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Cleopatra, J.R.R. Tolkein, Maria Theresa, Yasunari Kawabata
Capitalize people's names and initials
Professor Anita Jones
Mr. and Mrs. Romer
Capitalize titles and abbreviations of titles that are used before names and in direct address.
Ted Stein, Jr.
Mary Witt Ph.D.
Sonia Rodriguez, M.D.
Capitalize abbreviations of some titles when they follow names.
Queen Marie Antoinette
Sir Thomas Browne
Chief Justice William H. Rehnquist
Capitalize titles of heads of state, royalty, or nobility only when they are used before persons' names or in place of persons' names.
Capitalize words indicating family relationships only when they are used as names or before names.
Grandpa and I read all about Stonehenge.
Always capitalize the pronoun I.
Christianity, Hinduism, Judaism (Religions)
Ramadan, Good Friday, Purim (Sacred Days)
Bible, Koran, Torah (Sacred Writings)
God, Yahweh, Allah (Deities)
Capitalize the names of religions, sacred days, sacred writings, and deities.
Capitalize the names of nationalities, languages, races, and most ethnic groups, as well, the adjectives formed from these names.
The "seven wonders of the medieval world" date back to the Middle Ages.
Captialize the first word of every sentence.
The willow is like an etching.
Fine-lined against the sky.
The ginkgo is like a crude sketch,
Hardly worthy to be signed.
In traditional poetry capitalize the first word of every line.
My teacher asked, "Has anyone read about the Colosseum?"
Capitalize the first word of a direct quotation if it begins a complete sentence.
"I hear you're going to Italy," Theresa said. "Make sure you see the Leaning Tower of Pisa."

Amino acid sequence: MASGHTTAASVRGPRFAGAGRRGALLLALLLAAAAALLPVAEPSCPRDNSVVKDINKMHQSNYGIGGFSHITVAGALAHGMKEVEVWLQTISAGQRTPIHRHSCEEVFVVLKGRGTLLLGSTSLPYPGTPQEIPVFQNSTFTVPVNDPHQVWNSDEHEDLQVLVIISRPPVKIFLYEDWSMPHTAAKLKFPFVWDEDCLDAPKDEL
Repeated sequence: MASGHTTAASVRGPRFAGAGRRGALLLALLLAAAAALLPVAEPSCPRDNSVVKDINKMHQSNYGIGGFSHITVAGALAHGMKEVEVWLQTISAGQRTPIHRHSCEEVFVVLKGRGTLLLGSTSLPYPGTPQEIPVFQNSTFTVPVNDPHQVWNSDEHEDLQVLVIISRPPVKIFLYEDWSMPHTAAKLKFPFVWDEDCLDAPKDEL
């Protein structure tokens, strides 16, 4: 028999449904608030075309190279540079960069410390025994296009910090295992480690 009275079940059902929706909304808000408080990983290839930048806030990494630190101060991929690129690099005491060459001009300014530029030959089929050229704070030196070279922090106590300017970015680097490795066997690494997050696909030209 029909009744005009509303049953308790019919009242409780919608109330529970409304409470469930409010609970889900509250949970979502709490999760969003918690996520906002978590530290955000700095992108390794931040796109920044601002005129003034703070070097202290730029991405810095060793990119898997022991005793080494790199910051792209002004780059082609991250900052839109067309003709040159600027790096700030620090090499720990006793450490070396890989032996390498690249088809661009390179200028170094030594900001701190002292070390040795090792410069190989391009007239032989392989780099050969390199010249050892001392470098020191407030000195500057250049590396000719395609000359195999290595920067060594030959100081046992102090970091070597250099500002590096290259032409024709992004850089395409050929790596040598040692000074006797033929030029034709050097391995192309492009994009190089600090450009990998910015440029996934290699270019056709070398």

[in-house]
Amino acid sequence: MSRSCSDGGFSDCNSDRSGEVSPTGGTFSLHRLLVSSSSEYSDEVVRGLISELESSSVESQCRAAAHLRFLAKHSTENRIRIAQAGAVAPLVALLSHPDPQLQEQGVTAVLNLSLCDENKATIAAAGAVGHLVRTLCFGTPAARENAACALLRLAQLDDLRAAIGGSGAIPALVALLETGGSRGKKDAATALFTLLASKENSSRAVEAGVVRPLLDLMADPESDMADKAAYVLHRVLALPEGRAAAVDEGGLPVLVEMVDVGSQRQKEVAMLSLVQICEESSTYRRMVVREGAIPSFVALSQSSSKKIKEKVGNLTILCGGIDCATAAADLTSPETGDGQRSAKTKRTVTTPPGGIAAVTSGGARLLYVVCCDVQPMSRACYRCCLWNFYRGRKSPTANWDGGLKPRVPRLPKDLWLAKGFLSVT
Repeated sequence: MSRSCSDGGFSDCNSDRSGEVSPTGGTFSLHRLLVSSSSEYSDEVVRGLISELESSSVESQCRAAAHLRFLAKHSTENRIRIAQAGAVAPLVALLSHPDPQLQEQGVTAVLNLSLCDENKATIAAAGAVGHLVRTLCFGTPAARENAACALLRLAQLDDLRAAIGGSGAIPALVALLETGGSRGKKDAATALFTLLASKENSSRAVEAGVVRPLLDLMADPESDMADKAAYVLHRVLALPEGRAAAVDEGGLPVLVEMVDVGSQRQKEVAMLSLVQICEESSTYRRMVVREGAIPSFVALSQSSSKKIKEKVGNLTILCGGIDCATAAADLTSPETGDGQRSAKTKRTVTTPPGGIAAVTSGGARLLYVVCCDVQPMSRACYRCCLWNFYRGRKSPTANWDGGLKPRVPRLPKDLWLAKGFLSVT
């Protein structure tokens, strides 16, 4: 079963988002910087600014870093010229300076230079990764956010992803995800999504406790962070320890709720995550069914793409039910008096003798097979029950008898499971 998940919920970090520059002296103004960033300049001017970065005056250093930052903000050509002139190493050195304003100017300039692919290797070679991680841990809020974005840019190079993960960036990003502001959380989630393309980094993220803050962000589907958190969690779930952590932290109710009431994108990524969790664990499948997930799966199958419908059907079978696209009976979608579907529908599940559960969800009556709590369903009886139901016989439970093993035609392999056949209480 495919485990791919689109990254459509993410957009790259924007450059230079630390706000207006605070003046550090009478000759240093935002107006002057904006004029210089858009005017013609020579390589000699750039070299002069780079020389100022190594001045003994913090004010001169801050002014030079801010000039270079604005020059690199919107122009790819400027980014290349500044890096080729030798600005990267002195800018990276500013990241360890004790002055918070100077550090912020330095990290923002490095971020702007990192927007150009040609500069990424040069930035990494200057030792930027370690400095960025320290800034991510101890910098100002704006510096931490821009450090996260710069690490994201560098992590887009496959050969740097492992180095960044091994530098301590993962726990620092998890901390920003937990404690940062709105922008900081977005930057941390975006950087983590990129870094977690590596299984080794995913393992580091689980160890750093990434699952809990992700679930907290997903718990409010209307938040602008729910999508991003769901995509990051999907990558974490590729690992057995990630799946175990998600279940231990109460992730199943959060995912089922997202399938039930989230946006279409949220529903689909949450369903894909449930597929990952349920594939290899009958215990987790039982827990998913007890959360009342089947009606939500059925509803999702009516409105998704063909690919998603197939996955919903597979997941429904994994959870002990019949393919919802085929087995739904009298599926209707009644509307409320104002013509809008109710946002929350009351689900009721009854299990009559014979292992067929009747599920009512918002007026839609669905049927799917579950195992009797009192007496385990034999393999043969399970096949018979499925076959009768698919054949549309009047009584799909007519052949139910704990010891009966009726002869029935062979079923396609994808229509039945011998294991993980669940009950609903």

"Did you know," asked Theresa, "that the Leaning Tower has been tilting for 800 years?'
In a divided quotation, do not capitalize the first word of the second part unless it starts a new sentence.
I. Famous buildings of the Middle Ages
A. The Leaning Tower of Pisa
1. Construction of bell tower
2. Repairs to tower foundation
B. The Tower of London
1. Construction of royal fortress
2. Additions to original site
Capitalize the first word of each entry in an outline and the letters that introduce major subsections.
Dear Ms. Song:
Capitalize the first word in the greeting and in the closing of a letter.
The House of Dies Drear
The Phantom of the Opera
"The Tell-Tale Heart"
The New York Times
The Wizard of Oz
Capitalize the first word, the last word, and all other important words in a title. Don't capitalize articles, coordinating conjunction, or prepositions of fewer than five letters.
Capitalize the names of planets and other specific objects in the universe.
The Golden Gate Bridge, the Empire State Building, and the Houston Astrodome are all modern wonders found in North America.
The Grand Canyon is one of the most popular tourist attractions in the West.
Capitalize the words north, south, east, and west when they name particular regions of the United States or the world or when they are parts of proper names.
The Statue of Liberty is south of the Empire State Building in New York City.
Do not capitalize these words when they indicate general directions or locations.
Great Wall of China
Capitalize the names of specific buildings, bridges, monuments, and other landmarks.
Air Force One
Capitalize the names of specific airplanes, trains, ships, cars, and spacecraft.
National Park Service
Capitalize all important words in the names of organizations, institutions, stores, and companies.
Capitalize abbreviations of names of organizations, businesses, and institutions. Notice that these abbreviations are formed form the initial letters of the complete names and that the letters are usually not followed by periods.
Treaty of Versailles
Capitalize the names of historical events, periods, and documents.
Niagra Falls, one of the natural wonders of the world, was probably formed around 10,000B.C.
Capitalize the names of months, days, and holidays but not the names of seasons.
Capitalize the names of school subjects only when they are of languages, when they are followed by course numbers, or when they contain proper adjectives.
Capitalize the names of the months, days, and holidays but not the names of the seasons.
The freshman will attend Freshman Orientation Week the last week of August.
Capitalize the words freshman, sophomore, junior, or senior only when they are used as parts of titles.
Capitalize the names of special events and awards.
Capitalize the brand names of products but not common names that follow brand names.